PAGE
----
Oscar Sunday is here again, and some of us may have seen a list posted on Facebook called "Ten Films That Have Stayed With Me", but I must admit without some screen caps or the movies' trailers they lose their impact just a little bit. Not all of the movies on my own personal list can be considered "retro" but they all have one thing in common: all weighed heavily on my mind and replayed themselves in my head long after the credits stopped rolling--a sign of truly great filmmaking. They've also given me the occasional craving to watch them again and try to recapture that magic of seeing them for the first time.
1. A Hard Day's Night (1964)
By all accounts, this should have been a flop. You're taking the four biggest musicians on the planet with virtually zero acting experience and plunking them into a movie. Yeah, right. We saw how well From Justin to Kelly did at the box office. (Not that anyone from American Idol compares to the Beatles but you know what I mean.) But fortunately the Beatles had screenwriter Alun Owen--who wisely spent time with the Fabs to get to know them and their accents--and director Richard Lester. The result is an iconic, groundbreaking, rock and roll-themed movie that actually was funny, entertaining, and considered a precursor to the music video. And for those of us swept up in the madness of Beatlemania, it provided a pretty good idea--if a fictional one--of what a typical day in the life of the Beatles was like.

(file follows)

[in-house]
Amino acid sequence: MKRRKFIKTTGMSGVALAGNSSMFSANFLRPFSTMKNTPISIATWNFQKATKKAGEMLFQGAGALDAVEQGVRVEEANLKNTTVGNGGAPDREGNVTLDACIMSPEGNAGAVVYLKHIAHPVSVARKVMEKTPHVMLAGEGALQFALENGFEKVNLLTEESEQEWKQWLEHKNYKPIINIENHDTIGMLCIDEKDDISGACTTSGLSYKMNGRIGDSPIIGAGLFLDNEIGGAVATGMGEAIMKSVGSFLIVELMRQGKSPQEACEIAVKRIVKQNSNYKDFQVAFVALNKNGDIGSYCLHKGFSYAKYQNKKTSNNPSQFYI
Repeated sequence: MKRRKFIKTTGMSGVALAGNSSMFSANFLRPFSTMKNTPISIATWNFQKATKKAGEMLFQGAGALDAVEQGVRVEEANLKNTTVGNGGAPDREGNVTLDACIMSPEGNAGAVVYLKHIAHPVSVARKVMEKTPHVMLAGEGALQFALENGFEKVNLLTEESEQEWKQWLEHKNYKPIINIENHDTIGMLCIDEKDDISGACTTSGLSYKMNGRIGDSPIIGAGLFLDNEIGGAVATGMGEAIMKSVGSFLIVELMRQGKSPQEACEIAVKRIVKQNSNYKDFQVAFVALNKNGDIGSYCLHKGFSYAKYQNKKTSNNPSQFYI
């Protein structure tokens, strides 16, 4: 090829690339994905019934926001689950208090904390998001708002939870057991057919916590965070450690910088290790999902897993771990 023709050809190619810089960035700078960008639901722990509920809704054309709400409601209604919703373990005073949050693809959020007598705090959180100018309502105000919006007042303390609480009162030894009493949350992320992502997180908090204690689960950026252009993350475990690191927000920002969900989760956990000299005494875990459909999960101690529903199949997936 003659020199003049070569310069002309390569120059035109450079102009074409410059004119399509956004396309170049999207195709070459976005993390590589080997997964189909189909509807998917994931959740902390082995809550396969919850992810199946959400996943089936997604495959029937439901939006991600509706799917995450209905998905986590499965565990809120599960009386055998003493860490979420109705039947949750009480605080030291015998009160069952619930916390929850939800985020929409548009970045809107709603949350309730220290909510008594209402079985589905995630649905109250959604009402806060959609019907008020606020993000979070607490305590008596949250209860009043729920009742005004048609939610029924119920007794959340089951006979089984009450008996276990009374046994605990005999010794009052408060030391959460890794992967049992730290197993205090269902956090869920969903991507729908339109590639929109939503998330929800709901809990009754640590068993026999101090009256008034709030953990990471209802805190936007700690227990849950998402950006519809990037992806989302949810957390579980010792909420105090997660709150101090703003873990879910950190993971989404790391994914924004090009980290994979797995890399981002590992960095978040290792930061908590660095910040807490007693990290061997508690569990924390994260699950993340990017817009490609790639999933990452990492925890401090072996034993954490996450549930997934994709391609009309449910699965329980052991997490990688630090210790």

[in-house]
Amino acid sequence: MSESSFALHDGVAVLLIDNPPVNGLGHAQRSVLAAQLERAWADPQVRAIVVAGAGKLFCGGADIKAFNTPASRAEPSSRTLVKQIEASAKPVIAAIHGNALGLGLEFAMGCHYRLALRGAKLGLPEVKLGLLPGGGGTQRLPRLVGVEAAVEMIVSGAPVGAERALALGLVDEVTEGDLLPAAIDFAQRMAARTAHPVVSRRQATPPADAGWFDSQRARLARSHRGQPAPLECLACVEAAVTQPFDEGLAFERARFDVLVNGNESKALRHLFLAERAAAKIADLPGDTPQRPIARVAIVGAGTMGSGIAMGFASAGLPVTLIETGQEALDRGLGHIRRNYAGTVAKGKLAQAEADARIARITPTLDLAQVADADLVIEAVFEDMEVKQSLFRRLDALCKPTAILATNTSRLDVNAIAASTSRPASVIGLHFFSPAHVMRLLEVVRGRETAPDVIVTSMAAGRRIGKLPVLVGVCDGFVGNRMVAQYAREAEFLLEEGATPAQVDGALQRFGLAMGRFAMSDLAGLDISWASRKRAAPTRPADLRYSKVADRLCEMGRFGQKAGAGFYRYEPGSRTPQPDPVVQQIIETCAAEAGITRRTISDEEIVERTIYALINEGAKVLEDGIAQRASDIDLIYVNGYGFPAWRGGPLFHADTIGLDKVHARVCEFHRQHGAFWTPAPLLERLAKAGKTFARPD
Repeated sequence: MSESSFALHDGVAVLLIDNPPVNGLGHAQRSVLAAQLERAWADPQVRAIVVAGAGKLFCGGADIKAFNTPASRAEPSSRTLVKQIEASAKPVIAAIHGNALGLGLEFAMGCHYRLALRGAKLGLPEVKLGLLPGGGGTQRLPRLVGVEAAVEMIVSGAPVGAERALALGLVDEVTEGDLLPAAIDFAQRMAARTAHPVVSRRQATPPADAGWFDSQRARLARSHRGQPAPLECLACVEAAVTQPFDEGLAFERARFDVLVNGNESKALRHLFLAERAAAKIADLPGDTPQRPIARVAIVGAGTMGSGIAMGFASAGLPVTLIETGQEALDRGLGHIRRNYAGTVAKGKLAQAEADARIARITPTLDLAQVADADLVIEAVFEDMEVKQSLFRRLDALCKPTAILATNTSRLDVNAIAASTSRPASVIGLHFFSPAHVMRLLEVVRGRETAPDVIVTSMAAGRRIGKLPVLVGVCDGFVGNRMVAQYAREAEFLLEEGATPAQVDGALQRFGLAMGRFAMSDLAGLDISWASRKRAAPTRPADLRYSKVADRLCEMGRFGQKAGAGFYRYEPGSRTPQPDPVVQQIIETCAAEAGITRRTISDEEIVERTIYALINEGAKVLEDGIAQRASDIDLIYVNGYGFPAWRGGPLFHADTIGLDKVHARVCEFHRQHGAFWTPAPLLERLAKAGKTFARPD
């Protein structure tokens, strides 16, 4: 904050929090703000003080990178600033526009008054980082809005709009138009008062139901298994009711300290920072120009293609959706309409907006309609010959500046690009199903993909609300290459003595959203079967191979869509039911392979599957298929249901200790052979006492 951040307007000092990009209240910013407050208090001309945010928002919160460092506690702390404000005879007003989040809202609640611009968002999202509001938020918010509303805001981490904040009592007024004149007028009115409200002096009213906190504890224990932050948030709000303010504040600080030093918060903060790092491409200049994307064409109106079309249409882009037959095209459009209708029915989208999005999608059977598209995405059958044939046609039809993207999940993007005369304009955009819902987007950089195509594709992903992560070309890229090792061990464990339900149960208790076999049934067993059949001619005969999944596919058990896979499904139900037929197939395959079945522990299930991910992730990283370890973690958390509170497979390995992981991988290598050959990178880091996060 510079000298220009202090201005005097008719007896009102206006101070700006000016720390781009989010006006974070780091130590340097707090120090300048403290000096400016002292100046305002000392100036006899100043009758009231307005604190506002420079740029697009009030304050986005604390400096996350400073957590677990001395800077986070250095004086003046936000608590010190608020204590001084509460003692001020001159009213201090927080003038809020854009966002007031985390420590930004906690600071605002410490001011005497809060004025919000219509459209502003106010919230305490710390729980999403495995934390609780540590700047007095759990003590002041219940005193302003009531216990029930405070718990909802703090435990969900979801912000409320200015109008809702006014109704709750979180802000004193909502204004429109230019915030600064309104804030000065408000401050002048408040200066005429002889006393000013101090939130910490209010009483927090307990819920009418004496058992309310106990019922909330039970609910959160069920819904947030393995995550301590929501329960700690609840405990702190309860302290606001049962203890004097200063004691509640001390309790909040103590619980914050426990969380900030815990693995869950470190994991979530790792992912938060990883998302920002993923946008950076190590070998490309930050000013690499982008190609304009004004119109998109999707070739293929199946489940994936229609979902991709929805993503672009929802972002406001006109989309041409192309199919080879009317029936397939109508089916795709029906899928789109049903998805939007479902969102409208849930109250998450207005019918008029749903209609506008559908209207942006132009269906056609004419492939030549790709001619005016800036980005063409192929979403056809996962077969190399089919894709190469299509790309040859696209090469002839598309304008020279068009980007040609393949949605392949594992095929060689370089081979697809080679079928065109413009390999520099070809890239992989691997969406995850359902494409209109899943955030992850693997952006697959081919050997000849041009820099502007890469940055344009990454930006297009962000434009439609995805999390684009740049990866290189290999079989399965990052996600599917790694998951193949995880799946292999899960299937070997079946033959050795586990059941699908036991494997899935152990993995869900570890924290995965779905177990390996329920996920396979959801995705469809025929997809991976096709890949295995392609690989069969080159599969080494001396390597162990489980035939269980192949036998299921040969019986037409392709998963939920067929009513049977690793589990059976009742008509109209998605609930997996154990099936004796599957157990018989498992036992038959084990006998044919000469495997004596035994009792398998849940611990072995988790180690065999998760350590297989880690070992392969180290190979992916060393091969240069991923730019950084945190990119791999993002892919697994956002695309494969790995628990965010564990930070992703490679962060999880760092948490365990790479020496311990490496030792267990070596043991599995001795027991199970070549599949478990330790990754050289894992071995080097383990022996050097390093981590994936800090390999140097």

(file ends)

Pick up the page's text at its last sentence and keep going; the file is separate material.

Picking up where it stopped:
2. Doctor Zhivago (1965)
To be honest, it isn't so much the movie itself--with its doomed romance, bitter cold settings and bleak conclusion--that makes me include it on this list. It's here because it was the first movie that made me appreciate how films are made. I had watched a documentary on PBS about the making of Doctor Zhivago and was blown away by the fact that many of the winter scenes were filmed in Spain in the middle of summer. The "Ice House" that Laura and Zhivago take refuge in was coated with beeswax. Omar Sharif had the skin around his eyes taped back to make him look more Slavic, which he said was painful after a while. And yet the critics were unkind to director David Lean when the movie was released in 1965, calling the set designs "paltry." Are you kidding me? Further insult came when the Best Picture Oscar of 1966 was awarded to The Sound of Music--a movie which I do love dearly, but can't touch the epic effort that it took to get Doctor Zhivago made.
3. Willy Wonka & the Chocolate Factory (1971)
This is my favorite childhood movie ever, and it's shameful that Tim Burton would attempt to trump it years later by giving it a CGI-laden, Johnny Depp makeover. No thanks! There is only one Willy Wonka and he's portrayed brilliantly by Gene Wilder, a man who seems to be hiding something sinister beneath the sweetness of his workplace. This is a movie that every child should watch, as there's a lesson to be learned; one by one, the spoiled kids get their just desserts in a fantastically psychedelic setting. Plus the songs. Plus the Oompa Loompas. Plus the creepy boat ride. It all gives me a craving--not for candy--but to watch this magnificent film again.
4. Seven Beauties (1975)
And this is my favorite foreign language film. I wrote a review about it here on Go Retro a few years ago. Brilliantly written and directed by Lina Wertmuller, it manages to be funny, disturbing, depressing...and completely absorbing. Shirley Stoler's Jabba the Hutt-like Nazi camp commandant is not for the faint of heart--she would have Hans Landa quaking in his boots. (No trailer available; the above clip is a scene from the film, overdubbed in English, but the entire film has been uploaded to YouTube.)